Friday, April 07, 2017

Spinal cord vs. brain, brain vs. spinal cord - endless struggle for control of the body

I made this meme, but I have people to thank:

Acknowledgements for this meme:

1. Lars Avemarie who posted his thoughts on pain a couple days ago.
I replied to his post with some thoughts on nociception/spinal cord, and pain/brain. I included the dead fish moving video (see below).

2. Nick Ng copied my post, and

3. Lee commented. She still seems to think pain is not a brain thing. It made me think, how can I answer this? I replied.

4. I wrote a longer post this morning, an expansion of my reply to Lee, and included the dead fish moving video again.

5. I tried hard to come up with an image/metaphor that captured the constant struggle going on that has to do with descending modulation. I think shoreline and sea metaphor does it - it shows ceaseless movement. When brain fails to raise the shoreline it can become flooded by input from spinal cord. Then it has a mess to clean up.

The dead fish moving video:

Wednesday, April 05, 2017

Convergence zone


Every day I get up around 6:30, grab some coffee, and sit down to read whatever is on Facebook or in my email or on Feedly.. hoping to be inspired.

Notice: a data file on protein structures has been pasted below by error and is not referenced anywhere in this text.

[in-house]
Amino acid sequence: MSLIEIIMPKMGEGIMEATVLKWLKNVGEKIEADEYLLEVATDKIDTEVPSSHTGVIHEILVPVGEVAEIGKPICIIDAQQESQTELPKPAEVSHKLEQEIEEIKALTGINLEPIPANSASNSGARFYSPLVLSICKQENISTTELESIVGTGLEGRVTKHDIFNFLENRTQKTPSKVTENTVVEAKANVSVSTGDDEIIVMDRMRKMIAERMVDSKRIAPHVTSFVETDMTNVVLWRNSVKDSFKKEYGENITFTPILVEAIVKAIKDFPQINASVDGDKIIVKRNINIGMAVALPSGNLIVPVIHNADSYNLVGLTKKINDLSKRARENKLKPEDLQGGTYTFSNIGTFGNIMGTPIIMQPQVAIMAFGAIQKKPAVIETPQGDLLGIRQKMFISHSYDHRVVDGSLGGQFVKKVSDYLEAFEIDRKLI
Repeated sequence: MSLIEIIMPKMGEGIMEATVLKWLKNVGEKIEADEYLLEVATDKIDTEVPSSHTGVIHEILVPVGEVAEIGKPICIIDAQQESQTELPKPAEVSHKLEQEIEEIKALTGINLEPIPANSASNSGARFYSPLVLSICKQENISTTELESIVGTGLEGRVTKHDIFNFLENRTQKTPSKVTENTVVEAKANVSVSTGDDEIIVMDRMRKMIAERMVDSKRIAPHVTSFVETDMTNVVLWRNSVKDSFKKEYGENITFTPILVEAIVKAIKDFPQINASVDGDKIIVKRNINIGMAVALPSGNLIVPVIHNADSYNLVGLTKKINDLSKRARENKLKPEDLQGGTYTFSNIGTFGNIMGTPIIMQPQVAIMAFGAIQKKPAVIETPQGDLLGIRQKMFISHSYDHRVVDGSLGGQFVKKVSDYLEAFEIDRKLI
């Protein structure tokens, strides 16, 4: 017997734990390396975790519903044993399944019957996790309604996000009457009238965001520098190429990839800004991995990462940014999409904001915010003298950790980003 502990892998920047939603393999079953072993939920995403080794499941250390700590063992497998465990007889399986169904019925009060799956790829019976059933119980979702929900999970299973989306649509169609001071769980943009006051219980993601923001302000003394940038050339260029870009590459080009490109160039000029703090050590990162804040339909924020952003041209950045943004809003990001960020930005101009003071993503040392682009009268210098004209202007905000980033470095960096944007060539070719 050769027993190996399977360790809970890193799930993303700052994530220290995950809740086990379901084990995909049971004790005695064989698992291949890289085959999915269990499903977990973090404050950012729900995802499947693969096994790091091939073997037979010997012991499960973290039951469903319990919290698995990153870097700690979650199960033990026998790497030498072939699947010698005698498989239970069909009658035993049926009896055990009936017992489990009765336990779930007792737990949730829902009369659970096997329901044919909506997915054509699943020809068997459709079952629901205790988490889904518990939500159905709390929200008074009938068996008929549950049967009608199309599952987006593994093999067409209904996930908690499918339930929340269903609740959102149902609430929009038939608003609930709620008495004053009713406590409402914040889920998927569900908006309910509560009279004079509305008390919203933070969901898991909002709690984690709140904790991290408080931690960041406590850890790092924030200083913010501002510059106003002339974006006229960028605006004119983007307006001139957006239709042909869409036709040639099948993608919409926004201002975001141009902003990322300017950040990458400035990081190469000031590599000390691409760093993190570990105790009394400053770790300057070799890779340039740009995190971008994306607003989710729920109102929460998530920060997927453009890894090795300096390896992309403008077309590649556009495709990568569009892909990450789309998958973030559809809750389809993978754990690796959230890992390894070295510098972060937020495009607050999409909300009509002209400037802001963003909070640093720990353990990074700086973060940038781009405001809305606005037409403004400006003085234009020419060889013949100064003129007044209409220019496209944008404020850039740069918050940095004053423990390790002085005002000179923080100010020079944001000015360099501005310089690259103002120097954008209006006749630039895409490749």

It's always SUCH a pleasure when a mini convergence occurs, when two or three or four things from totally different sources all pile up and make my brain go Whoopee!, this is exciting! 

Here is what has stood out for me in the last few days:

Lisa Feldman Barrett

I first noticed her post to a year ago. She was one of a couple hundred people who answered the Edge question that year, which was "What do you consider the most interesting recent [scientific] news? What makes it important?", and she replied,  "Your brain is predictive, not reactive." It made enough of an impression that I referenced it in my book.
In the last few days her name came up again! I found this paper she co-authored, published in October, 
An active inference theory of allostasis and interoception in depression. Wonderfully juicy. The core part of "self" - and all tied in with brainstem necessities and thermodynamic exigencies. 
If that is too dense to absorb all in one sitting, no worries, here is a video of her, explaining what she means.: Just yesterday I saw this piece from Nautilus magazine, Ingenious: Lisa Feldman Barrett. 
Inside a new theory of emotions that spotlights how the brain works. 
Here is a quick excerpt: